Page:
Today’s guest post comes from Katelyn Godin and Amanda Raffoul. They are both in the School of Public Health and Health Systems at the University of Waterloo. 

Weight bias and discrimination permeate many aspects of daily life. We witness it in the workplace (Rudolph, 2009), in public health communications (recall the Children’s Healthcare of Atlanta’s “Strong4Life” campaign?), in media representations of people with obesity (Ata, 2010), and even in healthcare settings, where it is perhaps most studied (Phelan, 2015).

But in spite of its well-documented associated adverse psychological, social, and health outcomes (Haines, 2009), weight bias represents an under-acknowledged public health problem.

At the University of Waterloo, many undergraduate health courses include topics related to obesity, including its complex determinants, associations with other health conditions, and obesity-related public health initiatives. However, historically, there has been a glaring lack of attention to weight bias as a pressing public health concern within the curriculum.

Recognizing this gap, the CON-SNP chapter at the University of Waterloo decided to take action.

We developed an original educational module focused on weight bias comprising two main elements for the introductory HLTH 101 course.

  1. We planned a guest lecture that immediately followed a screening of “Bite Size”, a documentary focused on obesity. The guest lecture was delivered to the class of nearly 350 undergraduate students by two CON-SNP executive members and PhD students. The 40 minute lecture included content on the complexity of obesity, the manifestations and impacts of “fat shaming”, and various strategies for addressing weight bias. Students seemed genuinely engaged, and many approached us afterwards to chat further about these topics.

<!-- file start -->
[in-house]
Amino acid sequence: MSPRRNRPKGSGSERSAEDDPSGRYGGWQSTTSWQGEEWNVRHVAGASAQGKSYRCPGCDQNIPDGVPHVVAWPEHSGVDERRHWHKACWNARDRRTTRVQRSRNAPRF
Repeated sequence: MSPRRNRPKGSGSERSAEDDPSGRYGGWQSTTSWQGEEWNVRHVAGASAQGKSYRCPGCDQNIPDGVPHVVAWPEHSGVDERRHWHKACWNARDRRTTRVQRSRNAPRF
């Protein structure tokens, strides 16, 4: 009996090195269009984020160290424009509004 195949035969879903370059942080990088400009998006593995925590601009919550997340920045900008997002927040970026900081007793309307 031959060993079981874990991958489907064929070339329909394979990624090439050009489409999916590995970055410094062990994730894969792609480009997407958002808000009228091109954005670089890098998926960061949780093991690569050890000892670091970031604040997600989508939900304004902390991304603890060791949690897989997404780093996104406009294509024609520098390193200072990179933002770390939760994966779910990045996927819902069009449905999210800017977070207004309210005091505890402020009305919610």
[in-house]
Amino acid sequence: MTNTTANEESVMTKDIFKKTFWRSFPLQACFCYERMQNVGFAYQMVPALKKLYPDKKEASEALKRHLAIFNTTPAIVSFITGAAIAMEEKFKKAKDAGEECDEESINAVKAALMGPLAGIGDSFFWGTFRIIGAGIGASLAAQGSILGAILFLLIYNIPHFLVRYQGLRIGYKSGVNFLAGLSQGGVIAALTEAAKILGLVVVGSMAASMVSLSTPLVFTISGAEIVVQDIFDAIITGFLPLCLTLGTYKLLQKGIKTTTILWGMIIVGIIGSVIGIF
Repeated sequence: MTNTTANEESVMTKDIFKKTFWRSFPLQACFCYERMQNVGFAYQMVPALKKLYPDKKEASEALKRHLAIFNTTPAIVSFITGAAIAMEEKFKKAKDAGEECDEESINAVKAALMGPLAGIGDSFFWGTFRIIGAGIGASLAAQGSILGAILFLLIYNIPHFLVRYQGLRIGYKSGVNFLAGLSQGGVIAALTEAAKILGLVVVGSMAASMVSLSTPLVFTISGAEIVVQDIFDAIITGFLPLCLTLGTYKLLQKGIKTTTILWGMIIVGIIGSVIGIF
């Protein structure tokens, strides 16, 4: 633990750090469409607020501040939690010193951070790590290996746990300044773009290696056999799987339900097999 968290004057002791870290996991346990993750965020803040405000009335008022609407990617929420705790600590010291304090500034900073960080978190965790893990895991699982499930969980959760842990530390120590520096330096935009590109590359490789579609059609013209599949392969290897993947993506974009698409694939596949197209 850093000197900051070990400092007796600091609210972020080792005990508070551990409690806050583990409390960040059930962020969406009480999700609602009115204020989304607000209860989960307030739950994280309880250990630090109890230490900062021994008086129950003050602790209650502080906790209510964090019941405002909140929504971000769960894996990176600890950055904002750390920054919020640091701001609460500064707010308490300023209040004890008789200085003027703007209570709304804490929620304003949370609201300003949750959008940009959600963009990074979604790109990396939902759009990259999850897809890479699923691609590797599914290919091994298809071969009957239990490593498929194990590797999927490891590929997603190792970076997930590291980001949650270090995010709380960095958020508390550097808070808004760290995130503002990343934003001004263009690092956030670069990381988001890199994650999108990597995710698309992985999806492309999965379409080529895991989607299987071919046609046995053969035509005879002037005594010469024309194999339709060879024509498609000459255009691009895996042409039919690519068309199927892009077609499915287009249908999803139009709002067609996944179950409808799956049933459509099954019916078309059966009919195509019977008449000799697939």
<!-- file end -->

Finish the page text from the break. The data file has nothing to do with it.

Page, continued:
2. The guest lecture was complemented by guided tutorial sections. In tutorials, the very large class is broken into smaller groups of 20-30 students, allowing teaching assistants to lead more interactive and rich discussions of the lecture material. We equipped the TAs with some specific questions to pose to their class regarding weight bias, as well as some instruction on how to facilitate these discussions.

In addition to the CON-SNP educational model, students received bonus marks for using person-first language on their upcoming obesity-related assignment.

What did the students think about the weight bias-related topics featured in the educational module?

This was our burning question, as well! A week after the guest lecture, students completed an anonymous one-paged evaluation of the module in class. As shown here, students’ feedback was overwhelmingly positive. For example, 96% of the over 222 respondents agreed that weight bias and stigma are important public health problems after the module. To us, this demonstrates a clear desire for more curricula items focused on the diverse topics covered in the module.

After this successful pilot, CON-SNP UW is now planning to apply for funding to scale up this weight bias educational module to other courses. Let us know if your chapter is interested in doing something similar! Contact the University of Waterloo CON-SNP chapter by email, or check out our Twitter and Facebook.


Haines, J., & Neumark-Sztainer, D. (2009). Psychosocial consequences of obesity and weight bias: Implications for interventions.

Ata, R. N., & Thompson, J. K. (2010). Weight bias in the media: A review of recent research. Obesity Facts3(1), 41-46.

Rudolph, C. W., Wells, C. L., Weller, M. D., & Baltes, B. B. (2009). A meta-analysis of empirical studies of weight-based bias in the workplace. Journal of Vocational Behavior74(1), 1-10.

Phelan, S. M., Burgess, D. J., Yeazel, M. W., Hellerstedt, W. L., Griffin, J. M., & Ryn, M. (2015). Impact of weight bias and stigma on quality of care and outcomes for patients with obesity. Obesity Reviews16(4), 319-326.